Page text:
Fittschen's ‘Introduction’ serves as a thorough and densely referenced preface for the catalogue, critically assessing relevant issues. Since the Wallmoden family archive was destroyed in WW II many aspects of the collection like its growth and former size are uncertain. Unfortunately, these uncertainties extend to the archaeological contexts and provenances of some pieces, for example a head of Artemis (on a modern bust) of the so-called Colonna type (Cat. No. 5; Pl. 22.23 a–b). The simple but challenging task here was to reveal any lack of information as explicitly as possible in order to provide a solid basis for further inquiries about the material. Fittschen, who is responsible for all the essays that make up the ‘Introduction’, scrupulously faced that task. Readers interested in the cultural context and development of an 18th-century art collection will be richly rewarded by this part of the book.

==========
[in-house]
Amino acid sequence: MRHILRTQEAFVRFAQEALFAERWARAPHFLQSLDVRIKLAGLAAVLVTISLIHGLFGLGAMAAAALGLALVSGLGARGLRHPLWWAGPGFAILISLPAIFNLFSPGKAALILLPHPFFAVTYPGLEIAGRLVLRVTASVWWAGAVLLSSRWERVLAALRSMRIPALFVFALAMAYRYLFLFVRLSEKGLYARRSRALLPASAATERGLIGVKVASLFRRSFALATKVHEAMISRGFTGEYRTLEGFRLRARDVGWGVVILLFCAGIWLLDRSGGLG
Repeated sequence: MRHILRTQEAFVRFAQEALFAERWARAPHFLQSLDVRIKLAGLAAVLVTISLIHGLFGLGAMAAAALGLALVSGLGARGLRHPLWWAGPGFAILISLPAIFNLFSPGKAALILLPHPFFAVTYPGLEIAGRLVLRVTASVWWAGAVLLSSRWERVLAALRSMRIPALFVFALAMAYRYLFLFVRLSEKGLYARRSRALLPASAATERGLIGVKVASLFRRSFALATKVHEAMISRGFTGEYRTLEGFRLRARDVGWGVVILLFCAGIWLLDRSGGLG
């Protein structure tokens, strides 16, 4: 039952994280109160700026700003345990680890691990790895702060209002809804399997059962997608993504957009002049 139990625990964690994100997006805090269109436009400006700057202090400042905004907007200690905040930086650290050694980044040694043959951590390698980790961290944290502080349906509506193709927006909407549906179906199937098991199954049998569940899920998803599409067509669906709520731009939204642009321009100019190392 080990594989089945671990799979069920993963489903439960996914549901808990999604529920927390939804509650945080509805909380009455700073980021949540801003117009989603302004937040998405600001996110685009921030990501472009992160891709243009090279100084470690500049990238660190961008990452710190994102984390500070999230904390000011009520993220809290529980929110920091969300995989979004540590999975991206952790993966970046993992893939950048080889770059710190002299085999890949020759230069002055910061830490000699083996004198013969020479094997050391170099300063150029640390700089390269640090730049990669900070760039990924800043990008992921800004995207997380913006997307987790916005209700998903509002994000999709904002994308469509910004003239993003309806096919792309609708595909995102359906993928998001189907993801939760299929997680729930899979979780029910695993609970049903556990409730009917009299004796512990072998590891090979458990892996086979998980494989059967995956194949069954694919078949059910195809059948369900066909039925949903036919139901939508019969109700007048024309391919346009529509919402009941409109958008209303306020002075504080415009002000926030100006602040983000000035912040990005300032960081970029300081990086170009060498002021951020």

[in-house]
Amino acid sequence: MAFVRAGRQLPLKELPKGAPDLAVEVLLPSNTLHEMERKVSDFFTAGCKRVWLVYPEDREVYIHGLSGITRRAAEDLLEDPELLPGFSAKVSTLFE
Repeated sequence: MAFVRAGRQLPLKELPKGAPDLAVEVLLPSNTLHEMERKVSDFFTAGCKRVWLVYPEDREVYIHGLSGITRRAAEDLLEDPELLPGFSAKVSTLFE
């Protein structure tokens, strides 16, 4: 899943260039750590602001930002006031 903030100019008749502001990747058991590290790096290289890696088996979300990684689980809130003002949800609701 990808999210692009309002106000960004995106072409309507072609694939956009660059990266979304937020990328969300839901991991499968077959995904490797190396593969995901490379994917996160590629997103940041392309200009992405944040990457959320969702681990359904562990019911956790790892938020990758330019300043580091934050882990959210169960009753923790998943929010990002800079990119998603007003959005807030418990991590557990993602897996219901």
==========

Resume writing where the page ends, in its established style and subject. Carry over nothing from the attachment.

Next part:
As for the ‘Catalogue’: the entries—almost all of them are written by Fittschen—follow approximately a single pattern, but the authors were allowed to emphasize different aspects, which results in some formal diversity but only a slight difference in quality. 4 Overall they are well written, well researched, and contain excellent observations. The first part of the catalogue, on ancient sculptures, is subdivided into four categories: ‘gods and heroes’, genre figures and decorative sculpture’, ‘portraits’, and ‘funerary monuments’. The second, third, and fourth part of the catalogue comprise modern sculptures after ancient prototypes, some of which have been damaged in WW II (Cat. Nr. 57–89). Lastly, parts five to seven are devoted to glyptic art works, stone and clay vessels. As for the latter, the extent of Wallmoden’s collection can only very tentatively be reconstructed from scarce evidence since no vessels are part of the collection today. Fittschen has to argue from older documentation alone (p. 176). The glyptic art works and stone vessels share a similar fate: they were either sold by Wallmoden himself or are lost today and thus only survive in drawings (pp. 172–173), or have come to be incorporated into other collections (p. 174). The so-called ‘Cameo Wallmoden’, or ‘Caligula-Cameo’, for example, is mentioned by Johann J. Winckelmann to have been acquired by Wallmoden in 1766. 5 It has been lost since the end of the 18th century, but survives in one drawing (p. 173, Fig. 45), a couple of plaster casts (Pl. 125 e–f), and a glass paste. Fittschen convincingly argues that the identification of the portrait as Caligula is wrong since it rests, in turn, on the false identification of a sculptured portrait type as the Roman emperor known in several replicas. The latter is tentatively identified by Fittschen as Agrippa Postumus (“in any case it is Augustan”) while the portrait of the ‘Cameo Wallmoden’ according to Fittschen might be a Julio-Claudian prince, or Augustus himself (p. 172). Gradually leaving behind the assessment of the ‘Cameo Wallmoden’ as an ancient artefact, Fittschen devotes the rest of his catalogue entry to various important but to some extent illusive questions, such as: Is the artist’s signature preserved in an inscription on one of the Cameo’s plaster casts (Pl. 125 e–f) that reads “Dioskurides” a modern forgery? And, if so, was Wallmoden aware of it when he purchased it in 1766? The discussion does not result in palpable results, Fittschen himself remains sceptical about various aspects, but it highlights the complexity of the evidence and background information (or lack thereof) for some objects of the Wallmoden Sammlung, and private collections in general, that are bought of the market and held in possession for only a short period of time only to be sold again. Such objects acquire individual but complex biographies that become equally complex fields of scholarly inquiry.